In spite of a very weak slate of theatrical releases, there are some home entertainment items worth your attention this week including a complete set of the groundbreaking 1980s ensemble cop drama Hill Street Blues, the BD debut of the fourth season of Star Trek: Enterprise, the DVD debut of half the episodes of the 1978 Hanna-Barbera/Toho Godzilla animated series, and a remarkably faithful live-action adaptation of the Space Battleship Yamato anime.
TV on DVD
Most of this week’s most interesting releases are of the vintage variety—the only live-action contemporary release in Mr. Selfridge (PBS, 500 min., $39.99, BD $44.98), a rare PBS misfire, a bland drama about the American department store magnate behind one of the UK’s greatest 20th Century shopping emporiums.
Far more interesting is Hill Street Blues: The Complete Series (Shout Factory, 7200 min., $199.99), which contains all 146 episode of the Emmy Award-winning 1980s ensemble cop series that remains one of the most beloved TV dramas of the 20th Century. “Let’s be careful out there” was the motto of this humane cop series that attempted to humanize both its cops and crooks.
The final season of the underrated Star Trek: Enterprise is now out on Blu-ray. Star Trek: Enterprise Season 4 (Paramount, 1009 min., $129.99) includes all 22 tear-stained episodes from the last season of Star Trek prequel series. As usual Paramount is charging too much, but at least the series is now available in hi-def.
Other vintage series of note include Maverick: The Complete 5th Season (Warner Bros., 650 min., $34.95), though I should caution folks that this set is for Maverick fetishists only, since all 13 episodes it contains feature the relatively talentless Jack Kelly as Bret Maverick’s (James Garner) dull brother Bart; the prime time soap opera Dynasty: The 8th Season (Paramount, $69.98); and Without a Trace: The Complete 7th Season (Warner Bros. 1024 min., $39.95), the final season of the police procedural that aired in 2009.
While there are no other new releases this week there are lots of interesting reissues including a quartet of cool offerings from Eastern Star including Osamu Tezuka’s Unico Double Feature (Eastern Star, 180 min., $19.95) which includes two Unico anime features, The Fantastic Adventures of Unico from 1981 and Unico in the Island of Magic from 1983; the superb dystopian science fiction anime film Jin-Roh: The Wolf Brigade (Eastern Star, 105 min., $19.95), a 1999 film based on Mamoru Oshii’s Kerberos Saga; the striking 2006 anthology of short anime films from Studio 4C, Amazing Nuts (Eastern Star, 60 min., $19.95); and the classic 1972-74 TV super robot anime Mazinger Z TV Series Set 1 (Eastern Star, 1150 min., $69.95), which includes the first 46 episodes of the 92-episode series based on the manga by Go Nagai.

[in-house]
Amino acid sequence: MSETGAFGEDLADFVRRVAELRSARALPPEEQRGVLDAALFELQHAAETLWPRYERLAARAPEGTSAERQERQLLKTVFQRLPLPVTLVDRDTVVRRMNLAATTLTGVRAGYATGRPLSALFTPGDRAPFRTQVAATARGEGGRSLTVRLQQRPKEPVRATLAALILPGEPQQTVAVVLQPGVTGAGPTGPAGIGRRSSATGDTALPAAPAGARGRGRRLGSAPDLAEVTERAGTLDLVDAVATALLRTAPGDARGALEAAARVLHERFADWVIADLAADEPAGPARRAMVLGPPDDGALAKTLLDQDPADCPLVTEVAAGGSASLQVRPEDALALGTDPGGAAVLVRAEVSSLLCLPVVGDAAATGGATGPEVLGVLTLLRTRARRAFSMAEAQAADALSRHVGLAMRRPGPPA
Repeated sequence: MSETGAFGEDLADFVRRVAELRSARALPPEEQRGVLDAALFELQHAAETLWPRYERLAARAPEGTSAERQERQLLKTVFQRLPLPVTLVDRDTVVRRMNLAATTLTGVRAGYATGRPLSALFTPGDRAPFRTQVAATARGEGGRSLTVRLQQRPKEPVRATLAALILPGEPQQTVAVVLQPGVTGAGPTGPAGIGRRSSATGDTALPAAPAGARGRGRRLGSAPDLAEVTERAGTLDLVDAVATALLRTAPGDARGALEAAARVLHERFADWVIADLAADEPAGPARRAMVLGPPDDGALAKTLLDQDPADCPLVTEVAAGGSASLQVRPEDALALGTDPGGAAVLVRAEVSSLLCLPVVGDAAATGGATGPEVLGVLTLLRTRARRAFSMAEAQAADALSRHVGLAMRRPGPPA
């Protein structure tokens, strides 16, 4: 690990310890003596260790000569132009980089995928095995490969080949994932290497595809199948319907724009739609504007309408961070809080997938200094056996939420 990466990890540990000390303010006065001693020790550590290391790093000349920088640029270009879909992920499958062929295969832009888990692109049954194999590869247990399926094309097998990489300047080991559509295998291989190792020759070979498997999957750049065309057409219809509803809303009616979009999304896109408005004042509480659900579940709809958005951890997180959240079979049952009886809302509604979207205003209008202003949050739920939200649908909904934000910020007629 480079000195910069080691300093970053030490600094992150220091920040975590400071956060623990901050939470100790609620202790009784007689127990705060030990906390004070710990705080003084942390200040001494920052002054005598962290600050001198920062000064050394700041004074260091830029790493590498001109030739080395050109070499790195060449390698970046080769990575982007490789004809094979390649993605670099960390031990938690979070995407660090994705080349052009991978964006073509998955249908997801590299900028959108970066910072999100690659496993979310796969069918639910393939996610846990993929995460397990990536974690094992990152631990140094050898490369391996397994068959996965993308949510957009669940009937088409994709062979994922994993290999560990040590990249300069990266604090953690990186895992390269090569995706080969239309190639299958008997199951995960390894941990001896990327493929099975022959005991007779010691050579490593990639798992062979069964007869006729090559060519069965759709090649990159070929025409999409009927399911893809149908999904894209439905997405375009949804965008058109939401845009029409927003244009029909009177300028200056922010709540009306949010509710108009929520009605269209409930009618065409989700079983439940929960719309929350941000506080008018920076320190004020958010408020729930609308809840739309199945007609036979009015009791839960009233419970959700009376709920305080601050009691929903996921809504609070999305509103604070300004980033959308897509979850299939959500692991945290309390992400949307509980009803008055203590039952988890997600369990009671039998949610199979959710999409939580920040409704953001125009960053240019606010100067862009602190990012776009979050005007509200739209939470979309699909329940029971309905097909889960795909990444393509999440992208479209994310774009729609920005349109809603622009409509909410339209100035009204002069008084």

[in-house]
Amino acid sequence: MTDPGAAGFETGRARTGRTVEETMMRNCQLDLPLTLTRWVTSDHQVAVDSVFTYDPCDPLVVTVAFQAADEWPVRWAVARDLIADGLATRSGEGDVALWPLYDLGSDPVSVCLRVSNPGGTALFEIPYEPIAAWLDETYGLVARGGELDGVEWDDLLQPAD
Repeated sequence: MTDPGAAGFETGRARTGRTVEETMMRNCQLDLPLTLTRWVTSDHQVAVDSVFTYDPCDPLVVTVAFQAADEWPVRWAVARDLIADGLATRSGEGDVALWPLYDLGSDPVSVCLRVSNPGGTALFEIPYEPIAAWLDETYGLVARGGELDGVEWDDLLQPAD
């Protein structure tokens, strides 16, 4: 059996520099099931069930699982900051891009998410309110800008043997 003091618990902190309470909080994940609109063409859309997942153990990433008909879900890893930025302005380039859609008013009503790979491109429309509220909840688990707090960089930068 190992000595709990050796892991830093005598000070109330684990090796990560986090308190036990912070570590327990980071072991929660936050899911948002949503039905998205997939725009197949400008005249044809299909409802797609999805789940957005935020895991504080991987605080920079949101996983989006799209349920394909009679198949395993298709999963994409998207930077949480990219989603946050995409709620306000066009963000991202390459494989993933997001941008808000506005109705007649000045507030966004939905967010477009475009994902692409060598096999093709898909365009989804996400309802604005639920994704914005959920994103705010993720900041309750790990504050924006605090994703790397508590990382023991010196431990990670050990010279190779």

Other re-priced reissues include Cat Planet Cuties Complete Series (Funimation, “17+,” 288 min. BD/DVD Combo, $24.98), and the Shangri-la Complete Series (Funimation, “17+,” 600 min., $19.98).
It would be hard to imagine a lower rated bunch of releases than this week’s theatrical offerings, but ironically the film with the worst critical notices, The Legend of Hercules (Summit, “PG-13,” 98 min., $29.98, BD $39.99), which stars Kellen Lutz as Herc, but which could only manage a 3% positive rating on Rotten Tomatoes. This is a sword-and-sandal sausage fest that only collectors of Hercules films, if any people answering to that description actually exist, would want. Those who enjoy the genre should wait until the Brett Ratner film starring the Rock and based on the Hercules: The Thracian Wars comic book debuts on July 25,2014.
The found footage horror film Devil’s Due (Fox, “R,” 90 min., $29.98, BD $39.99) wastes an interesting premise and turns into a micro-budget dog’s breakfast version of Rosemary’s Baby that could muster only an 18% positive rating on Rotten Tomatoes.
Not much better according to the critics (only 22% positive) is Gimme Shelter (Lionsgate, “PG-13,” 101 min., $19.98, BD $24.99), which stars Vanessa Hudgens as a pregnant teen runaway and plays like a typical “movie of the week.”
Escape From Tomorrow (Gaiam, “Not Rated,” 90 min., $19.97) is definitely not for everyone. Director Randy Moore shot the film undercover in Disney theme parks. A typical American family man loses his job and then packs the wife and kids off to the Magic Kingdom where the juxtaposition of the white bread fantasy environment and his dire situation leads to a surrealistic breakdown of epic proportions. In spite of its critic-friendly anti-establishment theme, Escape From Tomorrow could manage only a 56% positive rating on Rotten Tomatoes—which has to be seen as something of a warning sign that this Sundance darling might not be everyone’s cup of tea.
The opinions expressed in this column do not necessarily reflect those of the editorial staff of ICv2.com.
Week of April 29th, 2014
Posted by ICv2 on April 27, 2014 @ 8:54 pm CT
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